Good, clear pictures, Pirl. I can see that you're only using the "tender tips". Bury a leaf node or two in the potting mixture? Regular potting mix? I have unheated garage and basement but neither get much light? Is that ok, or will they need some kind of light going? Bet I could close off one of the guest bedrooms and keep it cold if I have to :)

I really appreciate the help. It is going to be so much more fun to watch my own grow next summer.

(Arlene) Southold, NY(Zone 7a)

Yes - the tips. Yes, bury one or two nodes. Some people only root in sand but I do use Fafard mixes with great success. Even any soil less mix will work. They don't require cold - it just happens to be what I have on the porch.

In the kitchen a big vat of them goes on year after year (in unimproved soil - they don't like rich soil) and the kitchen is 65 minimum at night.

You could put them in a guest room, with or without heat, by a sunny window, and use upturned pots for support if you need to raise them higher. They will need sunshine.

W of Cleveland, OH(Zone 5a)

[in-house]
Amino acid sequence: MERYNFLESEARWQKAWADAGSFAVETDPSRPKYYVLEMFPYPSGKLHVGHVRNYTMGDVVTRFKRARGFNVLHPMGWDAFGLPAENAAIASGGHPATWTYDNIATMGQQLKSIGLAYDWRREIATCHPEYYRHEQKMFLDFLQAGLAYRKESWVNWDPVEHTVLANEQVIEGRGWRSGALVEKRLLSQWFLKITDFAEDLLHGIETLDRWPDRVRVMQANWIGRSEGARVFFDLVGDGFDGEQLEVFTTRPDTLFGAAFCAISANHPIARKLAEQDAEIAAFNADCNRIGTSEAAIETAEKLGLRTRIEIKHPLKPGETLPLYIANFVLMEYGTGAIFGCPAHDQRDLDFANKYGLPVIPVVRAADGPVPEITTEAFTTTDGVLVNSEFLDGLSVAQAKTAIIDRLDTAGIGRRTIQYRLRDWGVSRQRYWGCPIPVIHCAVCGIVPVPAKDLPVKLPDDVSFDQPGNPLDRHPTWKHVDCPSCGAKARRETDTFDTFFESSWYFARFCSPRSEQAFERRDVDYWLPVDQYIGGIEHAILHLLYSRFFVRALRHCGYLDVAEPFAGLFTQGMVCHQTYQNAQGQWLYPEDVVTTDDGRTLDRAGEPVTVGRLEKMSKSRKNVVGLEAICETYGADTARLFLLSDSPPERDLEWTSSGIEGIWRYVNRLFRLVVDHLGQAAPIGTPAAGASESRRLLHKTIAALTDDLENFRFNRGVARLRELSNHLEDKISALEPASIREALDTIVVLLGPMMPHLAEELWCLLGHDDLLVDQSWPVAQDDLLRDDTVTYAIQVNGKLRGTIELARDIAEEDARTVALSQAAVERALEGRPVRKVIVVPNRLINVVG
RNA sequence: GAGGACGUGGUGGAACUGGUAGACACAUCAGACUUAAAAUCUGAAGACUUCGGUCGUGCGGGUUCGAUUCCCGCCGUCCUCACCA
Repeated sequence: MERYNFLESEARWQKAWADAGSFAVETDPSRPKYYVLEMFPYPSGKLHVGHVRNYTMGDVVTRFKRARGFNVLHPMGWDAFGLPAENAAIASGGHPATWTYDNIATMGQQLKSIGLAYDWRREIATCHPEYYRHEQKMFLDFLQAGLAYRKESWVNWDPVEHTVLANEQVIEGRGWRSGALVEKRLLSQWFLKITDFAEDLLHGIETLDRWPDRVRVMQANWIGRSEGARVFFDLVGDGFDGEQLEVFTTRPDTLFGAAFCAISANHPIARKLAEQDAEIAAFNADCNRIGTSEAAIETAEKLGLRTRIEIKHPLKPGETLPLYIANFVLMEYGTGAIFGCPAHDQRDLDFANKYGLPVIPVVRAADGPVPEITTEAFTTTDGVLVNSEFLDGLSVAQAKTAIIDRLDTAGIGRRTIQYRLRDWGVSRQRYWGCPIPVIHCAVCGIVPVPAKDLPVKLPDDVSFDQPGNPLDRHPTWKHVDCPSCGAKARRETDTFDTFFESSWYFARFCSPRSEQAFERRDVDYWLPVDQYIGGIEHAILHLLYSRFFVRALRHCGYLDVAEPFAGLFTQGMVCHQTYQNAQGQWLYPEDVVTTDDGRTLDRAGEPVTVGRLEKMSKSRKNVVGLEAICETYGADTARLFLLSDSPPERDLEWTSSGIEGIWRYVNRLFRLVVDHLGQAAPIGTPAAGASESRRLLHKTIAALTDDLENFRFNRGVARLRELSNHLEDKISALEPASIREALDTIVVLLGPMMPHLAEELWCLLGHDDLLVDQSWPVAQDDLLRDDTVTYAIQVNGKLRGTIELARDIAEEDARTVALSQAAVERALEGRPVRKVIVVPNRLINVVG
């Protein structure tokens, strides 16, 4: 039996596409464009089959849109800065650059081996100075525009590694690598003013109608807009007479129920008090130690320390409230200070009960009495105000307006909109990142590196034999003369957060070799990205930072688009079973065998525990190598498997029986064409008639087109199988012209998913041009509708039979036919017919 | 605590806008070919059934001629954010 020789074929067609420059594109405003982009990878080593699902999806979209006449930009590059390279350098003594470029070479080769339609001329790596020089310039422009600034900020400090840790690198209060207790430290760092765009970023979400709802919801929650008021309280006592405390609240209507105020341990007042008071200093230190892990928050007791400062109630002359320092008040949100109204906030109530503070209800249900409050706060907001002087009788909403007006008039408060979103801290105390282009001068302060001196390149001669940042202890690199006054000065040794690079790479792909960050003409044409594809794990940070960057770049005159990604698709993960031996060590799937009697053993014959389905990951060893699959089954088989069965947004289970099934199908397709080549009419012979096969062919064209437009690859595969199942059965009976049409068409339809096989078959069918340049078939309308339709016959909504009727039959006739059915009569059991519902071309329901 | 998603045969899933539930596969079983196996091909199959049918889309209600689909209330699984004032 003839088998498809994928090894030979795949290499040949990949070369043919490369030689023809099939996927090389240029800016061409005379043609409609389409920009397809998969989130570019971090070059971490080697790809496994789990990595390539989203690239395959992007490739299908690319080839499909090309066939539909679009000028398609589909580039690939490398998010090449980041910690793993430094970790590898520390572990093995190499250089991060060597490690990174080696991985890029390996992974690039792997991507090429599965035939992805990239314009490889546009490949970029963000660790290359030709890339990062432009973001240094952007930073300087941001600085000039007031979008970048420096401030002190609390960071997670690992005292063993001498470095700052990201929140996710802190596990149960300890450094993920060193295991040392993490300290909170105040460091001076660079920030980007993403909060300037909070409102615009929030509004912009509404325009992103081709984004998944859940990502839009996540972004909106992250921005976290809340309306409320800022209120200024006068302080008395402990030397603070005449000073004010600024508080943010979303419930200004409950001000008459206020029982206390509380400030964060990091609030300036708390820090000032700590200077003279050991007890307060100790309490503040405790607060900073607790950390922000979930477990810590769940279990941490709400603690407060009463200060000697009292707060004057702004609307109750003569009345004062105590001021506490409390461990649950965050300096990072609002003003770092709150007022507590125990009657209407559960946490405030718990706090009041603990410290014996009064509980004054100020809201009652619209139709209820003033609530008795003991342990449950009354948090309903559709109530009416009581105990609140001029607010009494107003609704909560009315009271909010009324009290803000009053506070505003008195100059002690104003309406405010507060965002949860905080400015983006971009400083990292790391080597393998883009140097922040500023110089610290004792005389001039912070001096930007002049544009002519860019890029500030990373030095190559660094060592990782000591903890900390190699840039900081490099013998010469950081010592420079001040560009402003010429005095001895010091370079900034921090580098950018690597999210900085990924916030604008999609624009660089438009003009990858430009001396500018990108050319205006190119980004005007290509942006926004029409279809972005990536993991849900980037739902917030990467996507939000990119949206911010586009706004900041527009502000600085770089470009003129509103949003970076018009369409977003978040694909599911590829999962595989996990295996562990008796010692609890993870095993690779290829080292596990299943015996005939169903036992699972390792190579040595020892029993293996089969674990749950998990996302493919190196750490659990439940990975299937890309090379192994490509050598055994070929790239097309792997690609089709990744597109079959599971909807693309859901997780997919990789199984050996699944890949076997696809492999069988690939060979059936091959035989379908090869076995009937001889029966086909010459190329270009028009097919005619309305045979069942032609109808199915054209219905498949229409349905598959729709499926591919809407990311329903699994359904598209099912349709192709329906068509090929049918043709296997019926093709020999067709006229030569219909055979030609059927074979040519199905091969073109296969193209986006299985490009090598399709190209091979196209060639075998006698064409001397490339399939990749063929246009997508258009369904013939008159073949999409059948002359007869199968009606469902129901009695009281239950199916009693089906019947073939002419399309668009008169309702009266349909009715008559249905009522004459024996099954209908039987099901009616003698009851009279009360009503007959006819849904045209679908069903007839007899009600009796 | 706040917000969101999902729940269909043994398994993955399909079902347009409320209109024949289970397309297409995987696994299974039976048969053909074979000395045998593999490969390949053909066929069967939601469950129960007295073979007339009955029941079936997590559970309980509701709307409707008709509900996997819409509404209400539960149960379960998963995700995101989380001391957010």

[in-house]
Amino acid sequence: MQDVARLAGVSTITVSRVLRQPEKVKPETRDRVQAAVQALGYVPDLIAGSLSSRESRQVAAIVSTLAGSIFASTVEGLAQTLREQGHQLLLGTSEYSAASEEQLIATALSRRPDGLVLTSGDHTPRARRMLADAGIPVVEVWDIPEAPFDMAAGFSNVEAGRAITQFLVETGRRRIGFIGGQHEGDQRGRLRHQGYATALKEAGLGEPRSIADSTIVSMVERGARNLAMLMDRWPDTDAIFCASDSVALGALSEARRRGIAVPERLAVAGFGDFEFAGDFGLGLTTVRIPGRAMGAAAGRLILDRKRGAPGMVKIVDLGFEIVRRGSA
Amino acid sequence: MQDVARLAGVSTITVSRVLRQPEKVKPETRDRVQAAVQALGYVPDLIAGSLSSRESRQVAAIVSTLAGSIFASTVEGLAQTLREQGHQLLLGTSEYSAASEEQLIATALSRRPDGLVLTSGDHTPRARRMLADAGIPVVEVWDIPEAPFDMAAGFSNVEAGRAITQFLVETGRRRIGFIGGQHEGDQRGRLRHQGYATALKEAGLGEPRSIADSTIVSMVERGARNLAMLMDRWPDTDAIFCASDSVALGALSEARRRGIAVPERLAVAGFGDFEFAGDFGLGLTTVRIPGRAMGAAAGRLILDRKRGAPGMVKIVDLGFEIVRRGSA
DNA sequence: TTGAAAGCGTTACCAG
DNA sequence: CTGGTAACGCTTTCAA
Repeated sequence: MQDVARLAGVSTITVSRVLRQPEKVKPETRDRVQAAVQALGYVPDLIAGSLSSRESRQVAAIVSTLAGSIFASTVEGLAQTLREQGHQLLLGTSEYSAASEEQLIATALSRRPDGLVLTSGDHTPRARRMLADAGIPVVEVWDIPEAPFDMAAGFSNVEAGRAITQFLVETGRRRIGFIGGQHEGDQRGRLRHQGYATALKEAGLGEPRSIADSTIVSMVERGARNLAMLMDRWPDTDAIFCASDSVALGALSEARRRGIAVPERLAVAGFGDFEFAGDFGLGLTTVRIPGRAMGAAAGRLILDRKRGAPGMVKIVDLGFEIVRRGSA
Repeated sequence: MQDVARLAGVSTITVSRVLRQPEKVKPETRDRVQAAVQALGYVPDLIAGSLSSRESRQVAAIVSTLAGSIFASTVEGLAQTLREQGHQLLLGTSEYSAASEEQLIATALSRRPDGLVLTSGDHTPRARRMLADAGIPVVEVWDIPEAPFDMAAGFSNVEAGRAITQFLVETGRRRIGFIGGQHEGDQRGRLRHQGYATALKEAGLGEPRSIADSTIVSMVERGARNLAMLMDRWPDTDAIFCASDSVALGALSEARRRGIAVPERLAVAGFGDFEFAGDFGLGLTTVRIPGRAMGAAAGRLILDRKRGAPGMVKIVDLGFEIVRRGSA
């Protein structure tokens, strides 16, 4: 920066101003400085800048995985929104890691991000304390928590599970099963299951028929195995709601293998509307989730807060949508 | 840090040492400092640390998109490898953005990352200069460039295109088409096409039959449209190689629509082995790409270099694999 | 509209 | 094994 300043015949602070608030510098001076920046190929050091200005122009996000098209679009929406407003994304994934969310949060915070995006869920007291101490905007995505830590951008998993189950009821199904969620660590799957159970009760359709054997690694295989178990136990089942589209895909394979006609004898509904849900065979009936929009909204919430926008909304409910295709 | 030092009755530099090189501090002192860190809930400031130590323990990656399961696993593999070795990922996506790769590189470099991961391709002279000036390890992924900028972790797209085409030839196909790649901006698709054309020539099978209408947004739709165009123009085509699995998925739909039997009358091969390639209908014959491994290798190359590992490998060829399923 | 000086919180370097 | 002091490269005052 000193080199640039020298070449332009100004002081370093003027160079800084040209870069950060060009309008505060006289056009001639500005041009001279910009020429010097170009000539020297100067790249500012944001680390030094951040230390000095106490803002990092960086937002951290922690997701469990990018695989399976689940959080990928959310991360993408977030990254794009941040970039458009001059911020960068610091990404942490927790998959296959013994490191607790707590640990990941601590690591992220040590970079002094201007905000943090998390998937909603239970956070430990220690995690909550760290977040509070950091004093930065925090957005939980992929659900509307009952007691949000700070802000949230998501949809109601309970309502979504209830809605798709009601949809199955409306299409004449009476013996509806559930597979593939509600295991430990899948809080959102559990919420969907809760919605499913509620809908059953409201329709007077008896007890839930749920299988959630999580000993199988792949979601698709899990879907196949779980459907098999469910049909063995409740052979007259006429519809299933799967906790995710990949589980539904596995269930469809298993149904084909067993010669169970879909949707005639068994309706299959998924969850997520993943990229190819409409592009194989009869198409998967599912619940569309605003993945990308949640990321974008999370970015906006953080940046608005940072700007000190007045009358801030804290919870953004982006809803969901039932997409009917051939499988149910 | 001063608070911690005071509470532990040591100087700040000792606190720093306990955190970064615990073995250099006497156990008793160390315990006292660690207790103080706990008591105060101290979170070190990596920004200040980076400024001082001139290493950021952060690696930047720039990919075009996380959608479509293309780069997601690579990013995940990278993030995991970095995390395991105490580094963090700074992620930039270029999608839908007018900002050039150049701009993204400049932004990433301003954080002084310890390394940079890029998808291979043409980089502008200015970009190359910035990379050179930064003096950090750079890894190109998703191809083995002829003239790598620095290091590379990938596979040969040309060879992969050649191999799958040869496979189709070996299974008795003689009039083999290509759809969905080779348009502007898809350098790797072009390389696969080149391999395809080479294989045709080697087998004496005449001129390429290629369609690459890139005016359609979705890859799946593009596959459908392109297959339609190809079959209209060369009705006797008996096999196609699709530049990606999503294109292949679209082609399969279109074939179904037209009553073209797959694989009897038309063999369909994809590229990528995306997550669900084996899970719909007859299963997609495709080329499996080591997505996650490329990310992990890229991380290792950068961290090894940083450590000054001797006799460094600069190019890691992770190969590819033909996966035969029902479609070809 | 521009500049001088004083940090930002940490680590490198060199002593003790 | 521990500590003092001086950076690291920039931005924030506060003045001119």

Oh, this is good. My dining room is all windows on two sides and has lots of room for plants, so this will work out great. I won't have to chill down the guest rooms :)

Thank you, Pirl.

(Arlene) Southold, NY(Zone 7a)

Great! I'm so happy I could help.

Even if all the cuttings don't take you should have enough and more than what you planned!

In April you can start feeding it at half strength.

Au Gres, MI(Zone 5a)

pirl

Thank you and everyone else who gave me so much information.

Deann

(Arlene) Southold, NY(Zone 7a)

Good luck. It's fun to watch your own cuttings growing and blooming.

Just remember more plants are killed by over watering than any other cause. Geraniums do not want much water.